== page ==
China’s Shanghai Composite Index Sheds 8.5%
China’s stock markets suffered their sharpest daily loss since the global financial crisis on Monday, wiping out Shanghai’s gains for the entire 2015 year. The selloff comes as investors world-wide have been concerned by a slowdown in China’s economy, and volatile selling in its markets.
The Shanghai Composite Index (SHA:000001) lost nearly 8.5 percent at Monday’s close, which was its largest daily percentage decline since February 2007. Today’s performance reminded investors of an 8.5 percent drop on July 27, when worries mounted that authorities were pulling back on measures to prop up the market.
Monday’s selloff reverberated across Asia and beyond ahead of China hosting world leaders for a memorial parade next week, which is meant to show off its military power and increasing clout on the global stage. In addition, Chinese President Xi Jinping is scheduled to visit the U.S. next month. But a global selloff was already gathering pace by late afternoon in Asia, with European stocks and U.S. stock futures falling sharply.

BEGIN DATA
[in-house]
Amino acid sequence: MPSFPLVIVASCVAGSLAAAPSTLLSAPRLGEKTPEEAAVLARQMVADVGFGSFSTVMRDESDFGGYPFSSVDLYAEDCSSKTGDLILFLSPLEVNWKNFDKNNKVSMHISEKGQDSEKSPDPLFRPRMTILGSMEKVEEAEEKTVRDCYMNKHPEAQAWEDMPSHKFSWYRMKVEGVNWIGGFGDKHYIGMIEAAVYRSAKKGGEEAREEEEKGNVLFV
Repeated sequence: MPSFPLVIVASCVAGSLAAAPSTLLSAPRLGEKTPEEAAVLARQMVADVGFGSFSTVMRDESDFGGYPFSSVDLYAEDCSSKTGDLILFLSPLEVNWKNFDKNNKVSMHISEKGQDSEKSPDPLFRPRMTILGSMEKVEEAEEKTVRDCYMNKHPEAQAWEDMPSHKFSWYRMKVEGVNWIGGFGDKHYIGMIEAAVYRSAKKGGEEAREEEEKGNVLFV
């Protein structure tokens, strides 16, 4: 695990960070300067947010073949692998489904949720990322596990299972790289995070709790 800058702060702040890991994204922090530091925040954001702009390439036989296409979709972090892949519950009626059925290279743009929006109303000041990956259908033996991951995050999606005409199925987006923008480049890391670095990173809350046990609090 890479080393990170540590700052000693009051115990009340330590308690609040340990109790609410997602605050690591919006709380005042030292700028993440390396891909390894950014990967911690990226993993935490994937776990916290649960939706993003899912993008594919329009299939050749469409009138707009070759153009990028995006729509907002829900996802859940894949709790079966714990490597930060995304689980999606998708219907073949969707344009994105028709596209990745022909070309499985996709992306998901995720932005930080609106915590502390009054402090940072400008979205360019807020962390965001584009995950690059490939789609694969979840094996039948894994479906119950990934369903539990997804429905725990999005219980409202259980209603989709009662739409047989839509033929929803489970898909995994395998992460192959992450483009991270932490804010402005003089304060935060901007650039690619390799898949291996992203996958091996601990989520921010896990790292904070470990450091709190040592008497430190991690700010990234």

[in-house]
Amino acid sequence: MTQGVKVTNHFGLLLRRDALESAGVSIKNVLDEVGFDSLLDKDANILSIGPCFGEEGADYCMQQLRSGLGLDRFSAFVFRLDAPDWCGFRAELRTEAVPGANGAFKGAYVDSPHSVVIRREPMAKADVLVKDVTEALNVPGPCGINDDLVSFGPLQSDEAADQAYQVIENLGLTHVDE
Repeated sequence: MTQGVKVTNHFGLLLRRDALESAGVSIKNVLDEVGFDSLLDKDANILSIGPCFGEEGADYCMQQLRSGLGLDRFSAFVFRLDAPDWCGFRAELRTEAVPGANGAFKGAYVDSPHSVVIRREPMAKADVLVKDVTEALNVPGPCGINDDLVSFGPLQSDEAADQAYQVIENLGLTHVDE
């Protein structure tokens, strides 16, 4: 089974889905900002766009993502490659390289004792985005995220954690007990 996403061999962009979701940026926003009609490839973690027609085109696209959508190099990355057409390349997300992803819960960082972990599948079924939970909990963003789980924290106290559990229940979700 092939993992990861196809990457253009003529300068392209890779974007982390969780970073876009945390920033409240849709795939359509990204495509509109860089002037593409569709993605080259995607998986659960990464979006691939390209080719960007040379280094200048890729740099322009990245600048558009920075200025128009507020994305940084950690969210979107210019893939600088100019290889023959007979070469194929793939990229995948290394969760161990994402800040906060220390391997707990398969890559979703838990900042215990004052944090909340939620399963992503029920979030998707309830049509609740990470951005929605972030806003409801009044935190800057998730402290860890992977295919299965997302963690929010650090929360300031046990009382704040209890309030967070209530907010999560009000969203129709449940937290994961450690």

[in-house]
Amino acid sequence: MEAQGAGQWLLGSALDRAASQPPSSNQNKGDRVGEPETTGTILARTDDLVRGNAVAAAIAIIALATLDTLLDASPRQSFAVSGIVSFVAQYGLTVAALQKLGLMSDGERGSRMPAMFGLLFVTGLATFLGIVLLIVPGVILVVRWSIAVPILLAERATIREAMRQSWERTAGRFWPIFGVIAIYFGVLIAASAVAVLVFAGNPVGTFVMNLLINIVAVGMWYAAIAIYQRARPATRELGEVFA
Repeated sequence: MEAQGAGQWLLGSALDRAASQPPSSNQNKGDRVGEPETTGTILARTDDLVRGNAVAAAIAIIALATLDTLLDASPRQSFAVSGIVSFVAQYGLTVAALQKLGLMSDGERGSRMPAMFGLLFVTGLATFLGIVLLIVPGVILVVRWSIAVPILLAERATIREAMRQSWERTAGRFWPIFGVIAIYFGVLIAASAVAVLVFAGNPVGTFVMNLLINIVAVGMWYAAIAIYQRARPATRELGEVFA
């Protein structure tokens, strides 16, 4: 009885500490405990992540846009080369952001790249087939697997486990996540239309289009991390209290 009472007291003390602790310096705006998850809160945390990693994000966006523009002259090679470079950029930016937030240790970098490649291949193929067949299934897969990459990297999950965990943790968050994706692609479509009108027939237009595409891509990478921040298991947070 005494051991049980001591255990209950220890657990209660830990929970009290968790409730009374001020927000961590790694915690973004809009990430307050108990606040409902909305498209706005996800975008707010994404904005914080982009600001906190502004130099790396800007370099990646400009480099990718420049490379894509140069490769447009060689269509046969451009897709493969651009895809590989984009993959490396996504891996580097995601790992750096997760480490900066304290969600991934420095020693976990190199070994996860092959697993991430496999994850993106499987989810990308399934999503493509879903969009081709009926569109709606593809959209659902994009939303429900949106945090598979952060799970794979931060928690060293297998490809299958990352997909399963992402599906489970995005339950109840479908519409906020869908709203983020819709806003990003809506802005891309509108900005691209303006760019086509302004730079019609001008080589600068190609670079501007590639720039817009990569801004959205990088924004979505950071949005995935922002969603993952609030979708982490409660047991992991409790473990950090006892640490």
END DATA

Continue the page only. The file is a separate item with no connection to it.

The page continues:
Concern the Chinese economy may be slowing down dramatically triggered the heavy losses in global stock markets, commodities and emerging markets. China again moved to devalue its yuan two weeks ago—which could make its exports more competitive—came amid a string of weak data signal the economy may be far more fragile than initially expected. Despite a policy that includes interest rate cuts and measures to boost lending, officials have not been able to stem the bleeding.
The Shanghai Composite closed Monday at 3209.91, making total losses since its mid-June peak climb to nearly 38 percent. In the prior 12 months leading up to the drop, the index had doubled in value. The smaller Shenzhen market fell 7.7 percent to 1882.46, closing down 40 percent from its June peak. Both indexes breached a previous bottom in early July, after the government had stepped in with massive intervention measures to stem the bleeding.